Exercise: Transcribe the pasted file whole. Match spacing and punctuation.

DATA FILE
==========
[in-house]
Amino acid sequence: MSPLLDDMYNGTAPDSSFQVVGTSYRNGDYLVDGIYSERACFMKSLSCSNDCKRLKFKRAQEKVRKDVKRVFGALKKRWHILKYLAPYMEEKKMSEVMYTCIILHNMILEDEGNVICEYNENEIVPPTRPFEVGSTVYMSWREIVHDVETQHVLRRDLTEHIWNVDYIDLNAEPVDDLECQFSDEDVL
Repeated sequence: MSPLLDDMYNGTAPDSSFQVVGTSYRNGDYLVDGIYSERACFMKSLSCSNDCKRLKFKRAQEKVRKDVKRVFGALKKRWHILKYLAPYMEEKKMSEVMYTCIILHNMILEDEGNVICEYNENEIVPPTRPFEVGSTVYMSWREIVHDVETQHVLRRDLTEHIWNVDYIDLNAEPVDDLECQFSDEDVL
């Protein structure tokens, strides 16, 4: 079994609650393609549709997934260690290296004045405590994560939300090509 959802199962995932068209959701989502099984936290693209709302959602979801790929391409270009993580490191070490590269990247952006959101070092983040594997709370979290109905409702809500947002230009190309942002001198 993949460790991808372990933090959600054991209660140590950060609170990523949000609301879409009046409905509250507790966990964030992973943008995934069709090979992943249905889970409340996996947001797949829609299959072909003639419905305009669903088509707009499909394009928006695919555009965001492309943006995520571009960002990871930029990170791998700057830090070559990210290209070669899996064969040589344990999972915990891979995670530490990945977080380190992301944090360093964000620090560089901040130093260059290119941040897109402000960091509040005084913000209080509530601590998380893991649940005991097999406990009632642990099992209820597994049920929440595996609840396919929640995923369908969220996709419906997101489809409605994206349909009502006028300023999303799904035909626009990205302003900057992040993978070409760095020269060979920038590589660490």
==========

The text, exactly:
[in-house]
Amino acid sequence: MSPLLDDMYNGTAPDSSFQVVGTSYRNGDYLVDGIYSERACFMKSLSCSNDCKRLKFKRAQEKVRKDVKRVFGALKKRWHILKYLAPYMEEKKMSEVMYTCIILHNMILEDEGNVICEYNENEIVPPTRPFEVGSTVYMSWREIVHDVETQHVLRRDLTEHIWNVDYIDLNAEPVDDLECQFSDEDVL
Repeated sequence: MSPLLDDMYNGTAPDSSFQVVGTSYRNGDYLVDGIYSERACFMKSLSCSNDCKRLKFKRAQEKVRKDVKRVFGALKKRWHILKYLAPYMEEKKMSEVMYTCIILHNMILEDEGNVICEYNENEIVPPTRPFEVGSTVYMSWREIVHDVETQHVLRRDLTEHIWNVDYIDLNAEPVDDLECQFSDEDVL
């Protein structure tokens, strides 16, 4: 079994609650393609549709997934260690290296004045405590994560939300090509 959802199962995932068209959701989502099984936290693209709302959602979801790929391409270009993580490191070490590269990247952006959101070092983040594997709370979290109905409702809500947002230009190309942002001198 993949460790991808372990933090959600054991209660140590950060609170990523949000609301879409009046409905509250507790966990964030992973943008995934069709090979992943249905889970409340996996947001797949829609299959072909003639419905305009669903088509707009499909394009928006695919555009965001492309943006995520571009960002990871930029990170791998700057830090070559990210290209070669899996064969040589344990999972915990891979995670530490990945977080380190992301944090360093964000620090560089901040130093260059290119941040897109402000960091509040005084913000209080509530601590998380893991649940005991097999406990009632642990099992209820597994049920929440595996609840396919929640995923369908969220996709419906997101489809409605994206349909009502006028300023999303799904035909626009990205302003900057992040993978070409760095020269060979920038590589660490």